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Old 08-06-2021, 08:45 PM   #16
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What you describe would work as long as you remember to do it. If you forget to turn it on then no charging. If you forget to turn it off then dead starter battery.

See this topic for alternate example: https://www.classbforum.com/forums/f...way-11572.html

Maybe the DC/DC unit you're considering can be triggered like that.
I just posted an update on the topic that marcopolo mentioned above. The controllers do a good job of automatically managing the DC-DC charger so I don't have to think about it. I am very happy with this as a replacement factory setup that pushed unregulated current through a battery separator. I would measure current as high as 150 amps with that configuration.
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Old 08-08-2021, 02:04 AM   #17
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Eric, listen to what @Michael said ==> you must disconnect any connection between your chassis battery and house batteries when you insert a B2B charger. And, of course, your solar controller will then be connected solely to your house batteries, thus, you should get no warning lights on the vehicle panel as the B2B charger will essentially block the higher voltage from the solar panels from reaching your chassis battery and associated circuitry.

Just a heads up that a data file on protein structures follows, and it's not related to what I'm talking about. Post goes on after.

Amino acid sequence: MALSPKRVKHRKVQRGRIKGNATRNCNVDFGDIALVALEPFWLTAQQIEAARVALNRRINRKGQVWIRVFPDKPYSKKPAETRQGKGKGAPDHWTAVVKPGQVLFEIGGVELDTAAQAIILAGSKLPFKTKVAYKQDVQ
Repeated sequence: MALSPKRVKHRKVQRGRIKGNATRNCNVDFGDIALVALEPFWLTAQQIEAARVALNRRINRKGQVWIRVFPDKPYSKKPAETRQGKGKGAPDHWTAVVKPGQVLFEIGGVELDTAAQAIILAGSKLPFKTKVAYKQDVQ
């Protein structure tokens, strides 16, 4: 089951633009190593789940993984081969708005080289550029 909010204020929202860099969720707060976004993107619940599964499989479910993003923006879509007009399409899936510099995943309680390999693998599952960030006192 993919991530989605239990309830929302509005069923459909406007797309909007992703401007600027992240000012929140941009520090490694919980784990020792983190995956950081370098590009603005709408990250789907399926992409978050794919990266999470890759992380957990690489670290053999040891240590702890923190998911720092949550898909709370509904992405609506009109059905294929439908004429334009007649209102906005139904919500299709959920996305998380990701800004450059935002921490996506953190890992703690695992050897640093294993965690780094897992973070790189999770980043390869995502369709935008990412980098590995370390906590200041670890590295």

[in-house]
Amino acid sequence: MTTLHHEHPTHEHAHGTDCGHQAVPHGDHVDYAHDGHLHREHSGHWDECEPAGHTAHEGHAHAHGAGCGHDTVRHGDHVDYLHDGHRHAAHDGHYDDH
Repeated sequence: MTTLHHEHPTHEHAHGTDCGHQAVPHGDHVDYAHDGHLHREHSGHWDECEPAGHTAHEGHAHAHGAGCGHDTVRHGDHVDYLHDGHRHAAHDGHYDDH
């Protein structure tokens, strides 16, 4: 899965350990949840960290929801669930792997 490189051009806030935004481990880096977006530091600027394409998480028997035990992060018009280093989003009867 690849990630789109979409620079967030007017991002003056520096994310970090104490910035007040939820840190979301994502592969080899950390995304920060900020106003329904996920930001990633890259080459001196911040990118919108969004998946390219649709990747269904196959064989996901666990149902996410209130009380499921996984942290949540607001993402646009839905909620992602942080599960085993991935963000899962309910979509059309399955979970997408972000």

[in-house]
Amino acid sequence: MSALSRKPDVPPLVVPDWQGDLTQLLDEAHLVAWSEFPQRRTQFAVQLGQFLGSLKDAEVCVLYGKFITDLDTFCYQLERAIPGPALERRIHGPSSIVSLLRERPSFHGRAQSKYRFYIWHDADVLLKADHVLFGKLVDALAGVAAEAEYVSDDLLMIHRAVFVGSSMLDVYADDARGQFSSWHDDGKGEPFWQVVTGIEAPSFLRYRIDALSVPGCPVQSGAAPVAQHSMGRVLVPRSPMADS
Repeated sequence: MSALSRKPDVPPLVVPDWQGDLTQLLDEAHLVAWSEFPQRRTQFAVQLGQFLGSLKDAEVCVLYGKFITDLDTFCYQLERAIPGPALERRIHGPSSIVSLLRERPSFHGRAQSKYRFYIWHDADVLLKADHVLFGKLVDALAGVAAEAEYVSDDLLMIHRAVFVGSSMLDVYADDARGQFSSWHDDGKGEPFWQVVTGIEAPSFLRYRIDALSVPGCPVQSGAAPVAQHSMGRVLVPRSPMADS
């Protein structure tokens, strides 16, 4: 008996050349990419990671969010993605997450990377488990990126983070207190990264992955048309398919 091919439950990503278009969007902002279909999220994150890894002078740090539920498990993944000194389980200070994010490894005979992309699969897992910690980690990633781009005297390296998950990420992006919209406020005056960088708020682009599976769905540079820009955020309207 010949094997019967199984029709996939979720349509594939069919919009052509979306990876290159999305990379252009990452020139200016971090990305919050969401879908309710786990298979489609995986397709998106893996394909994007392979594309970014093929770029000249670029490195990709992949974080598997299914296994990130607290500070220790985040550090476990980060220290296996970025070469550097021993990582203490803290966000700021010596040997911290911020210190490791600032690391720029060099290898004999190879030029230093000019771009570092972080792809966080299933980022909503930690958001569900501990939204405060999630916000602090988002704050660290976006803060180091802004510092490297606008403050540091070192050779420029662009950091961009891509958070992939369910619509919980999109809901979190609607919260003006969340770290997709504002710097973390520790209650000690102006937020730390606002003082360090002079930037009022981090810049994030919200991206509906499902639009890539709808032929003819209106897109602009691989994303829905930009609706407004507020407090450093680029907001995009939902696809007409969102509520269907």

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Old 08-08-2021, 02:58 AM   #18
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Eric, listen to what @Michael said ==> you must disconnect any connection between your chassis battery and house batteries when you insert a B2B charger. And, of course, your solar controller will then be connected solely to your house batteries, thus, you should get no warning lights on the vehicle panel as the B2B charger will essentially block the higher voltage from the solar panels from reaching your chassis battery and associated circuitry.

Wouldn't you be able to jump around the B to B in the coach to engine direction with a one way automatic charge relay or a manual so it would be not in the circuit unless the engine is off? Perhaps I am missing something, though. You would need a B to B that wouldn't trigger off the voltage once the charging was going past the B to B input as it would turn it on.